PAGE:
The U.S. government was given a jolt to start virtualizing IT services thanks to the implementation of the cloud-first initiative in 2011, which mandated that federal agencies take full advantage of the capabilities of the cloud. Earlier this year, the congressional cloud computing caucus reinforced the priority with its release of the "Don't Be a Box Hugger" report. Among the top arguments in favor of cloud migration was the staggering $18.9 billion that could be saved over time by further embracing the cloud.
What's the holdup?
Despite the proposed benefits of government cloud migration, CIO reported on Oct. 1 that government cloud adoption efforts are moving along at a snail's pace. The report represents the continuation of a trend that was detected in early 2015 via the findings of a survey conducted by MeriTalk, a conglomerate of U.S. government IT leaders. Respondents supplied mixed results regarding their cloud experiences, with the majority (75 percent) citing fear for a lack of control over their data as a result of migration. Concerns over long-term contracts with cloud vendors were cited by 53 percent of feds polled. Meanwhile, 32 percent claimed that they cannot move any data to the cloud for security reasons, and 23 percent expressed distrust of all cloud vendors. Only 53 percent of respondents cited general success in cloud migration.
For the time being, the majority of more sophisticated federal IT services and systems are still running on legacy infrastructure, which costs the federal government more than $80 billion annually to maintain, according to a 92-page report issued by the government accountability office.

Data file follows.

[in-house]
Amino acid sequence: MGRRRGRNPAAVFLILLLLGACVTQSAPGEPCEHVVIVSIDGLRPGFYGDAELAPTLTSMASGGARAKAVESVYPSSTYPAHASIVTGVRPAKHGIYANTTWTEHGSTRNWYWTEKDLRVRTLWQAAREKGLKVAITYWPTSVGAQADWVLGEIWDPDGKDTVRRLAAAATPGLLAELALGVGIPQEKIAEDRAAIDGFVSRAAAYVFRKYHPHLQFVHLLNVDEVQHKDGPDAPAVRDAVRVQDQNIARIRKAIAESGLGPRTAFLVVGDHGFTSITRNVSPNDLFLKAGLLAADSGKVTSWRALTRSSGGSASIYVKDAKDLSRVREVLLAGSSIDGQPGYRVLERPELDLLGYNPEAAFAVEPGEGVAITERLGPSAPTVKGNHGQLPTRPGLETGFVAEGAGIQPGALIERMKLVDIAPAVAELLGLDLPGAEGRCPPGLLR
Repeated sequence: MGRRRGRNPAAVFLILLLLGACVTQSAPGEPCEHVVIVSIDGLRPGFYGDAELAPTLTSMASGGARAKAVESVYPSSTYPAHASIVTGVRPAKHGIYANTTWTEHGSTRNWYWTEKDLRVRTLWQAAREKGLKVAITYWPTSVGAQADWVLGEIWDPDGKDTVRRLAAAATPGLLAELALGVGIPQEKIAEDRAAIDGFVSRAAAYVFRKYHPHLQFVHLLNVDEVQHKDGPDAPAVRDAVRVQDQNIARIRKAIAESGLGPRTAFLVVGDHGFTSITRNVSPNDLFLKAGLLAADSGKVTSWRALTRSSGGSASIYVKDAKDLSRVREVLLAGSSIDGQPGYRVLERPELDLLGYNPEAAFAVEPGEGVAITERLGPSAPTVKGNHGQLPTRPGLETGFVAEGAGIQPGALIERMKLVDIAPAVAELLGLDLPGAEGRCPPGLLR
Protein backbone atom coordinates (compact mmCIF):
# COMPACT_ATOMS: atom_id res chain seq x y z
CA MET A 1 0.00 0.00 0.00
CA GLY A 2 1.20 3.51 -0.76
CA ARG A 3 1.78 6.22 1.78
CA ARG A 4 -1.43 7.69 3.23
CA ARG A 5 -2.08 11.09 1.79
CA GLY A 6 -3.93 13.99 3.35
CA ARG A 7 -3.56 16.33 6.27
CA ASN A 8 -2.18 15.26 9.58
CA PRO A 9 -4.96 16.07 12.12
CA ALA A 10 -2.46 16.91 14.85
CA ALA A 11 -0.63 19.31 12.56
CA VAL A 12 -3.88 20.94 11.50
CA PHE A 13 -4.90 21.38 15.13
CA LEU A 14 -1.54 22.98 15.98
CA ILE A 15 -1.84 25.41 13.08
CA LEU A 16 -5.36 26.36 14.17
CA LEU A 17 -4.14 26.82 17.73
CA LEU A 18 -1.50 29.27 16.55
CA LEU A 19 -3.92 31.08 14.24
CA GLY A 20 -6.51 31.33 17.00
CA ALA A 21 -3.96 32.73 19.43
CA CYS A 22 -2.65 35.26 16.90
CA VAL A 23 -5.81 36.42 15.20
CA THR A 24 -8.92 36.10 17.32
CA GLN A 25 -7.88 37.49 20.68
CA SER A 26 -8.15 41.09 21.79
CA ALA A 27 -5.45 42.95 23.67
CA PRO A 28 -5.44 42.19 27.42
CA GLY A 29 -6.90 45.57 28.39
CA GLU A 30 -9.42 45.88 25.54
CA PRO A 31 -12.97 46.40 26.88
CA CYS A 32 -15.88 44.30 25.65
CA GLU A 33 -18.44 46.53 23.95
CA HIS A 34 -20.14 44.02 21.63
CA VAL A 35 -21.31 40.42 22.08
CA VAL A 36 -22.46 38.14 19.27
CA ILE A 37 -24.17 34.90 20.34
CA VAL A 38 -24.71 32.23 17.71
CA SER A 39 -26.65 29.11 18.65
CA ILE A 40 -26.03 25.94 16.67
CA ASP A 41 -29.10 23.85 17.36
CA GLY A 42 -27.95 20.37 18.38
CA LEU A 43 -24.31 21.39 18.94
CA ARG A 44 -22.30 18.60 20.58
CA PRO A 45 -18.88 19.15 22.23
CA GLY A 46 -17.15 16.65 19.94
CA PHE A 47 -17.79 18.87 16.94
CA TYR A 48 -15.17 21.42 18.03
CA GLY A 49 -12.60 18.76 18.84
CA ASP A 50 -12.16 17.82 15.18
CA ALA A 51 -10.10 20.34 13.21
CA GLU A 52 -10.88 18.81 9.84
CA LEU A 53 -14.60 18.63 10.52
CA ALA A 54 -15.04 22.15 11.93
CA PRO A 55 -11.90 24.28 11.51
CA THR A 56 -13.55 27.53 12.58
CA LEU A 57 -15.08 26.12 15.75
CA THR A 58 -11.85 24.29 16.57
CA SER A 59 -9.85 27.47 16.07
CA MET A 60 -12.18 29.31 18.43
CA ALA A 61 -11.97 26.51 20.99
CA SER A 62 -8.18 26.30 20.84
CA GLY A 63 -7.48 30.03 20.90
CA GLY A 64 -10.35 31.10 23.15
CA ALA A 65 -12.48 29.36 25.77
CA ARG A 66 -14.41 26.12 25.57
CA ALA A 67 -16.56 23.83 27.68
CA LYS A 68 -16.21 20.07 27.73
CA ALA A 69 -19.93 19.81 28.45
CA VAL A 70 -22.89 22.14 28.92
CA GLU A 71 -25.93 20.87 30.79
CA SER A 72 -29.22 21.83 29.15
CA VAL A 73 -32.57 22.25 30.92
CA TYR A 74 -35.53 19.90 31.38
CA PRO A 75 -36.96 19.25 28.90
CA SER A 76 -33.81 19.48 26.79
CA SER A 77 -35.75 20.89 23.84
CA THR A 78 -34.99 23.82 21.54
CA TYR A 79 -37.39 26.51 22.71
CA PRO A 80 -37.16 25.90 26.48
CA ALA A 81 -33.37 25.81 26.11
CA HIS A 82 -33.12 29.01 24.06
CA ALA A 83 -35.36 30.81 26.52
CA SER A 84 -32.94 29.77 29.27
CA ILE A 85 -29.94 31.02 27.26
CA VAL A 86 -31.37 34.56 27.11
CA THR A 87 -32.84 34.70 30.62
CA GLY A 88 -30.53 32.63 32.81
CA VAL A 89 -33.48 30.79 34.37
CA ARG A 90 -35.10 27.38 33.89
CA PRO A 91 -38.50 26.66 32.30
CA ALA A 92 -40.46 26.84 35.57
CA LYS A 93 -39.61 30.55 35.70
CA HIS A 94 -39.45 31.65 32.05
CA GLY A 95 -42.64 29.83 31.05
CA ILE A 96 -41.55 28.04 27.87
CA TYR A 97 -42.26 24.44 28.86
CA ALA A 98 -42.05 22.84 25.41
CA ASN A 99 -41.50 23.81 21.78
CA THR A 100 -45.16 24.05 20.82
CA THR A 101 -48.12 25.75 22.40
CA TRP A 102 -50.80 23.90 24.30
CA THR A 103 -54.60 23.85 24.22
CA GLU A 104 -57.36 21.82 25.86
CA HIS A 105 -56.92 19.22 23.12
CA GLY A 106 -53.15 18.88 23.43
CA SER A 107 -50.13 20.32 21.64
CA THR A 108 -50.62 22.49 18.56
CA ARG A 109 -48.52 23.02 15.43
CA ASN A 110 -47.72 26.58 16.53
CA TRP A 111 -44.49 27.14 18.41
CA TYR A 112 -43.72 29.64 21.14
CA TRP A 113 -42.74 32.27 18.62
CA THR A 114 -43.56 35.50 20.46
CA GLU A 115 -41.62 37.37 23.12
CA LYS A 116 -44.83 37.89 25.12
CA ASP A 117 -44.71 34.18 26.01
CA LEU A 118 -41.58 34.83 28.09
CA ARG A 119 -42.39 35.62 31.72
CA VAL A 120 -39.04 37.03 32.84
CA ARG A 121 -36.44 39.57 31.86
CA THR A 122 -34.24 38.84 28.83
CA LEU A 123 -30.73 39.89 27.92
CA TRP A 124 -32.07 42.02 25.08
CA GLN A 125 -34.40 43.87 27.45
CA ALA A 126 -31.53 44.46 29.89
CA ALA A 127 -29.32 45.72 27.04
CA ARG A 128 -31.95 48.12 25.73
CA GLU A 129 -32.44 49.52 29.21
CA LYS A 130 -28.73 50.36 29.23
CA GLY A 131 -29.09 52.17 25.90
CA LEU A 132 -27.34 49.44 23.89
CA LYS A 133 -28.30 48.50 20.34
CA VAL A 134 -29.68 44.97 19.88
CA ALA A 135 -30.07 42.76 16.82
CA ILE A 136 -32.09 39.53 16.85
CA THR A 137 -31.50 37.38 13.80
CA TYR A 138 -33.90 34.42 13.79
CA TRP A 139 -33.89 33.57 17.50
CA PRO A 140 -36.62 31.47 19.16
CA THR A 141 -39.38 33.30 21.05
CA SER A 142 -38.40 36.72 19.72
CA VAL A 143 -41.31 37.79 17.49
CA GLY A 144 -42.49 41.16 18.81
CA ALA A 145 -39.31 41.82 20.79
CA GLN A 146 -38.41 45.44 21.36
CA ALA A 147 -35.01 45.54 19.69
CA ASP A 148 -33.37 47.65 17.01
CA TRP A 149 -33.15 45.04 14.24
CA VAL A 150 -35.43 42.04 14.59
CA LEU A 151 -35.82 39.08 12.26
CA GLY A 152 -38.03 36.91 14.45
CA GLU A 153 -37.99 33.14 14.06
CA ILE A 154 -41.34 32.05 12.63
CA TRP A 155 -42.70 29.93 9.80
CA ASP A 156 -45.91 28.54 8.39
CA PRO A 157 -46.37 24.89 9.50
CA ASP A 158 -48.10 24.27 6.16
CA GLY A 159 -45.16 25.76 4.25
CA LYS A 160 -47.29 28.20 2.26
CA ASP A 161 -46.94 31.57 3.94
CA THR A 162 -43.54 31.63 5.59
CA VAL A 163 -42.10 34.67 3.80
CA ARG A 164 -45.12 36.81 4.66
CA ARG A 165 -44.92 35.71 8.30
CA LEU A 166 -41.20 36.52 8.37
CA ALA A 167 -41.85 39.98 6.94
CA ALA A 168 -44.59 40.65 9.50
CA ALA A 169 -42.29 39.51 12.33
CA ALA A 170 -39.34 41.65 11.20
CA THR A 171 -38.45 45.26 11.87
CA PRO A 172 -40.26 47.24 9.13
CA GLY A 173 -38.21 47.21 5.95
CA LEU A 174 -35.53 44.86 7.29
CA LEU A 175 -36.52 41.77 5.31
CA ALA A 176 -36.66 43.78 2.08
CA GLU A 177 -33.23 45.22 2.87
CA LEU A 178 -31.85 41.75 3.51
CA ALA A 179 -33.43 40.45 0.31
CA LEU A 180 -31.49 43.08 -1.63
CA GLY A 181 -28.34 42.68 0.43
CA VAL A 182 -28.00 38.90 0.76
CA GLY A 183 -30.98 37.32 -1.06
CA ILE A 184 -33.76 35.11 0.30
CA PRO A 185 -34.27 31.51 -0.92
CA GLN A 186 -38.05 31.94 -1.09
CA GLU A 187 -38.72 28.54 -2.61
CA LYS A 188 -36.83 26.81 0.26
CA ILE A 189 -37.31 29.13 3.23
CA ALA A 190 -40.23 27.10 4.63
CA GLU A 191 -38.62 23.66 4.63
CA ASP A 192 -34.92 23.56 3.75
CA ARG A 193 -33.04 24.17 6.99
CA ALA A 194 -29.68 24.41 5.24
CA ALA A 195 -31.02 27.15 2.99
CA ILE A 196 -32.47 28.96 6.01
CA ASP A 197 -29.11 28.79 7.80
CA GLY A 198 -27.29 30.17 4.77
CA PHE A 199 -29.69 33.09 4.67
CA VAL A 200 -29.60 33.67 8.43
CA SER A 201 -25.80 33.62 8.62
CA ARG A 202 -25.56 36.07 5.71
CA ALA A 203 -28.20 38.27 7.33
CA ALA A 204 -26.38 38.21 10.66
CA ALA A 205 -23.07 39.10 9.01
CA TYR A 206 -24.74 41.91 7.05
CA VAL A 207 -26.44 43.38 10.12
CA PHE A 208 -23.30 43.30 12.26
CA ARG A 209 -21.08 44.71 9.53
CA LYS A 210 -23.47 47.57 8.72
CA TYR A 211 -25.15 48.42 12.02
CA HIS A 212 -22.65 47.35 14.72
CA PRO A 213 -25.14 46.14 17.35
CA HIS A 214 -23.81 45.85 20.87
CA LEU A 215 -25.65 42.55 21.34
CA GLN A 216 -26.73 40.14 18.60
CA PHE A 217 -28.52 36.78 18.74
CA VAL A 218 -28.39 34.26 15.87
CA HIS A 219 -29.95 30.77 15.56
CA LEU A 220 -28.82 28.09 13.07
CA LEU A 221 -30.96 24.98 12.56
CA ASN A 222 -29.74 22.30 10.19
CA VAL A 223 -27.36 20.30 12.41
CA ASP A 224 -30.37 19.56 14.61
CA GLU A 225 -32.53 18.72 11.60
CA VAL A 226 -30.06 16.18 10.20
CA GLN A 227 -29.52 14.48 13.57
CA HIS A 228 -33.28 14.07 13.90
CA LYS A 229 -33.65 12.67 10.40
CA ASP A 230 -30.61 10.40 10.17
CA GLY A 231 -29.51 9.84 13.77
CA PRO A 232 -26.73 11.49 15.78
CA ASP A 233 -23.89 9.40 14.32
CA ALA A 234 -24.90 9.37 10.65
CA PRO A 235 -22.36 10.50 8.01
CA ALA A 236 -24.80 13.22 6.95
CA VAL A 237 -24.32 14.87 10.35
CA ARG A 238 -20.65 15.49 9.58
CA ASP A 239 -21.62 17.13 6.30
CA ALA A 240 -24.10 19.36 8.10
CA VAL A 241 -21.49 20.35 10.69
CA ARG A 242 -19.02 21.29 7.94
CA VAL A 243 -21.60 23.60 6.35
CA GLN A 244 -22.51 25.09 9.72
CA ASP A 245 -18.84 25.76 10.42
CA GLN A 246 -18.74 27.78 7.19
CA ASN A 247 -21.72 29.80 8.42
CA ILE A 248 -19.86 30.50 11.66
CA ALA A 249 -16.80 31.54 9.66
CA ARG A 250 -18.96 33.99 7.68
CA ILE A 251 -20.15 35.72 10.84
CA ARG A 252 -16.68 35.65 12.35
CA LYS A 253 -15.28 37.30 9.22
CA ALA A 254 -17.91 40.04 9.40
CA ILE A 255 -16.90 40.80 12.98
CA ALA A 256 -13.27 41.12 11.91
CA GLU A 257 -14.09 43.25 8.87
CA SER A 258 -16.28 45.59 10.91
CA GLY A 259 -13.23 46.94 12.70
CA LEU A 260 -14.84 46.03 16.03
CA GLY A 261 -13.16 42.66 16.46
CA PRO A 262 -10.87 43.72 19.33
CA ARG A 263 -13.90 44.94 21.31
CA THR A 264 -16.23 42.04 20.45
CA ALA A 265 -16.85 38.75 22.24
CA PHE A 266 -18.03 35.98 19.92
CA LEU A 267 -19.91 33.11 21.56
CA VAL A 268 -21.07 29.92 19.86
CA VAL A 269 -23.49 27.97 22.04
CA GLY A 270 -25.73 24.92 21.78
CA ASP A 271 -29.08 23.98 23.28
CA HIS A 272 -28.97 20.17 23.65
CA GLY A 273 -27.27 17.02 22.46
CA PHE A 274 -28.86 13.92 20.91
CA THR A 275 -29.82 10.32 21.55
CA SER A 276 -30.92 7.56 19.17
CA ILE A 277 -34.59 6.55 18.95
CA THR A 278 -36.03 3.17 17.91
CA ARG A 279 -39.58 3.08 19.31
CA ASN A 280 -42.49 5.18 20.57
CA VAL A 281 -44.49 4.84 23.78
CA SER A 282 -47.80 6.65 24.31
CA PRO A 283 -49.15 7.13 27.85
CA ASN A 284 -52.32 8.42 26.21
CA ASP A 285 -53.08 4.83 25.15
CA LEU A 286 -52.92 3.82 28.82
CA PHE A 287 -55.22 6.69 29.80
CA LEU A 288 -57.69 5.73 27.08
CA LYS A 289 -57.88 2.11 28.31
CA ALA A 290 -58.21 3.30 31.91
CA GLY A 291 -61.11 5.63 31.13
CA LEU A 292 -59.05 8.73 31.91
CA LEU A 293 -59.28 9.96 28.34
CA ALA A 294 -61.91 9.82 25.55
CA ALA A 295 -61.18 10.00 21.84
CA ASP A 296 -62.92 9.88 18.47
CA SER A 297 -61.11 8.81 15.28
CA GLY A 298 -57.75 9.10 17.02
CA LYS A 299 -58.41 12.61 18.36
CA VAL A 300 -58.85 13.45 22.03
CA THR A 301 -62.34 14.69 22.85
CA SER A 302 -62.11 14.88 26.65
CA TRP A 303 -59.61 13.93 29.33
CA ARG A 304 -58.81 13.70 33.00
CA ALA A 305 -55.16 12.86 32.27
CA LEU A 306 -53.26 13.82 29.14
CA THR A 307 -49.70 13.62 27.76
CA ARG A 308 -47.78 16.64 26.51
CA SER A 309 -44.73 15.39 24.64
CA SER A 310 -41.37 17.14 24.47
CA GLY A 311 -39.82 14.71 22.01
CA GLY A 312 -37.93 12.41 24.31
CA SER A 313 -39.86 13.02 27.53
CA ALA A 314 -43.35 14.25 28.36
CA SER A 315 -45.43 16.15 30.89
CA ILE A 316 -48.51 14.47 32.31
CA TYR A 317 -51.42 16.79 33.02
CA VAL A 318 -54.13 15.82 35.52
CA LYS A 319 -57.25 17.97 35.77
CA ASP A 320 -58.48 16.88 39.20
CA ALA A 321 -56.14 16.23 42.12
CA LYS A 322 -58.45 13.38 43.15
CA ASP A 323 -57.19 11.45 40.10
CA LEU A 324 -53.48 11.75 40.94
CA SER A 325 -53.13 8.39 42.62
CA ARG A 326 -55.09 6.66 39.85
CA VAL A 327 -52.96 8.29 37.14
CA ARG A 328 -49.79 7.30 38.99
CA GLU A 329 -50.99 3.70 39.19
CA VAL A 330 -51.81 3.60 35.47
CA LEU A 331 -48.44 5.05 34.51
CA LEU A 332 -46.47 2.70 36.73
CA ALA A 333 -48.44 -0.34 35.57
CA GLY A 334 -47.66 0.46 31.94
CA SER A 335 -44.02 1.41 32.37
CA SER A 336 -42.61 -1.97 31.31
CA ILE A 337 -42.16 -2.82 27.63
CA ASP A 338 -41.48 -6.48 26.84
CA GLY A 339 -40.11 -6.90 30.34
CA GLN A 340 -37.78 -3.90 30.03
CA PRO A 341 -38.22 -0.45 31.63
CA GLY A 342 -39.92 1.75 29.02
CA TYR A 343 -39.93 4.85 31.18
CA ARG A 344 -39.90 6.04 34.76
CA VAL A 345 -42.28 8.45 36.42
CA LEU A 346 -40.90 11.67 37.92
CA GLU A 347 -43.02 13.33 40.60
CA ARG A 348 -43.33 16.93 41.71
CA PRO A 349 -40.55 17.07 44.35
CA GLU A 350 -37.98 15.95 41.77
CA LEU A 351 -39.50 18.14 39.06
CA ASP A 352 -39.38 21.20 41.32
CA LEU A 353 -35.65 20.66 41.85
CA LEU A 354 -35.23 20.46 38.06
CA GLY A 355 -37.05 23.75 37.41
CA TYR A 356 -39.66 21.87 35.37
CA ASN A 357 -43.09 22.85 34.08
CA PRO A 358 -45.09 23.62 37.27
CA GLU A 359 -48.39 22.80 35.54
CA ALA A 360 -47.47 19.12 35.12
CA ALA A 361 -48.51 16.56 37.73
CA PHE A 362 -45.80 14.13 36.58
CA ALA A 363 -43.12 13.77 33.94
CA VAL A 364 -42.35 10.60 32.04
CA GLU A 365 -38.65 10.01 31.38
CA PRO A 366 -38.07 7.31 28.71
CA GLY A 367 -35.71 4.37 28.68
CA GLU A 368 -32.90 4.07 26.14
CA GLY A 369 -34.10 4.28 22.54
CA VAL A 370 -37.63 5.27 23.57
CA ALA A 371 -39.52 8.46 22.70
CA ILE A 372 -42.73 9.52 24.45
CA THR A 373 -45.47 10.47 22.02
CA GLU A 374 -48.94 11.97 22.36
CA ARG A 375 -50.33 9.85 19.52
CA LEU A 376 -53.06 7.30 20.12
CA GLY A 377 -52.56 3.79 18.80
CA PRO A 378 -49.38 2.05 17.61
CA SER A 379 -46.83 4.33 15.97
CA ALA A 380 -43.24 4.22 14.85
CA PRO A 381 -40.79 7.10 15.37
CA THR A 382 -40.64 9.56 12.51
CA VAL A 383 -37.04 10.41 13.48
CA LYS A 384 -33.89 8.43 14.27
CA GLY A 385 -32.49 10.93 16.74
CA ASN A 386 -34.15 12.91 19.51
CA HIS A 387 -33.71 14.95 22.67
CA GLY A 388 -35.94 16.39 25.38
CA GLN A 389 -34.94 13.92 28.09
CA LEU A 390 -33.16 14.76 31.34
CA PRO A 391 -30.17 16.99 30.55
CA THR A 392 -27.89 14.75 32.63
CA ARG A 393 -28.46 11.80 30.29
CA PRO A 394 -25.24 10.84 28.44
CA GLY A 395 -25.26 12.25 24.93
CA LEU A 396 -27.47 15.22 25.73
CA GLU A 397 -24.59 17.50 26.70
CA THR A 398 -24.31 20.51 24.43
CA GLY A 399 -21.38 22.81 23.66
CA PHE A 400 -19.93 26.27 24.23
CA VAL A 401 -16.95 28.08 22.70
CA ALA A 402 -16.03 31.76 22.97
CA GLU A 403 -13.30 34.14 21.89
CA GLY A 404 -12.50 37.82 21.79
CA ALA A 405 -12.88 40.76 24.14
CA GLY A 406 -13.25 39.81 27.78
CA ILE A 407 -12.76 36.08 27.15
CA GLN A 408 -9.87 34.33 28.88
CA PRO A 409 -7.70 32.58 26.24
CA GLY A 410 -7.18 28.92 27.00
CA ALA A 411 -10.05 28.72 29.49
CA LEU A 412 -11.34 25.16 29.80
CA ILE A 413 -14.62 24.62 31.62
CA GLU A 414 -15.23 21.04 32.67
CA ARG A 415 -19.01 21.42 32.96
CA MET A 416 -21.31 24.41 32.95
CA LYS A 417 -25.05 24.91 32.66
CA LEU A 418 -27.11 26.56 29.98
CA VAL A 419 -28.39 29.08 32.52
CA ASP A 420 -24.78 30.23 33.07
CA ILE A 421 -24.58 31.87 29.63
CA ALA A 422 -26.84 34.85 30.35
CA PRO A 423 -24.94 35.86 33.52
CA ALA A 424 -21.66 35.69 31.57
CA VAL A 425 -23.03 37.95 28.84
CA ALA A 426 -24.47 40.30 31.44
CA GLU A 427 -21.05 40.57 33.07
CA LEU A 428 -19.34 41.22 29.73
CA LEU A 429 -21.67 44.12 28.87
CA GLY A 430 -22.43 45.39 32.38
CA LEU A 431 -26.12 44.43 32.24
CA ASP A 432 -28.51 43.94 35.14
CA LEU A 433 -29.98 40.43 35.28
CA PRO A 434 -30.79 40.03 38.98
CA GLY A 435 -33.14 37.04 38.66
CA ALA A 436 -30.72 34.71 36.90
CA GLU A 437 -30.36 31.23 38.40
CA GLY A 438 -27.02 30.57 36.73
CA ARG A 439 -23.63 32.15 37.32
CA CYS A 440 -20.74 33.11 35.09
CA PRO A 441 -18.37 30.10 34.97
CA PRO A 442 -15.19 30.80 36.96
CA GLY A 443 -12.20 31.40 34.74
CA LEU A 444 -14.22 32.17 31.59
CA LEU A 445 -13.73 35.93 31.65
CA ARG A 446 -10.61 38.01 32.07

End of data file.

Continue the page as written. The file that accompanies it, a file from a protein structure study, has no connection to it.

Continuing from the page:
Where do we go from here?
Unfortunately, the issue is fairly complicated, and while cloud computing is not necessarily more or less safe than legacy IT infrastructure, it has unique security demands that need to be accommodated before government cloud services can become a de facto facet of federal operations. As clearly illustrated by the mixed results of MeriTalk's survey, a significant portion of government agencies have yet to pin down a streamlined approach to cloud migration, and security concerns are still at large.
That said, cloud vendors cited in the CIO report expressed confidence in the ability to fend off extremely elaborate cyberattacks, much in the same way that cybersecurity experts have been doing for legacy systems, with varying levels of success, for years. Among them was Rackspace CT John Engates.
"To be a player in the cloud you really, literally have to defend against some of the most sophisticated attacks on the planet on a regular basis, and so you get really good at it," Engates told CIO.
On the surface, Engates would obviously defend the security and integrity of the services that his company offers. However, there is some truth to his claims. Cloud computing is relatively new compared to legacy systems, and much of the fear surrounding implementation is based on wariness of change. And with the cost benefits and ease-of-sharing for government agencies becoming more apparent, the way forward appears to be improved cloud security, not back-peddling from what has the potential to be an extraordinary tool for productivity.
Sooner or later we'll just have to accept that the forecast for federal IT services is cloudy.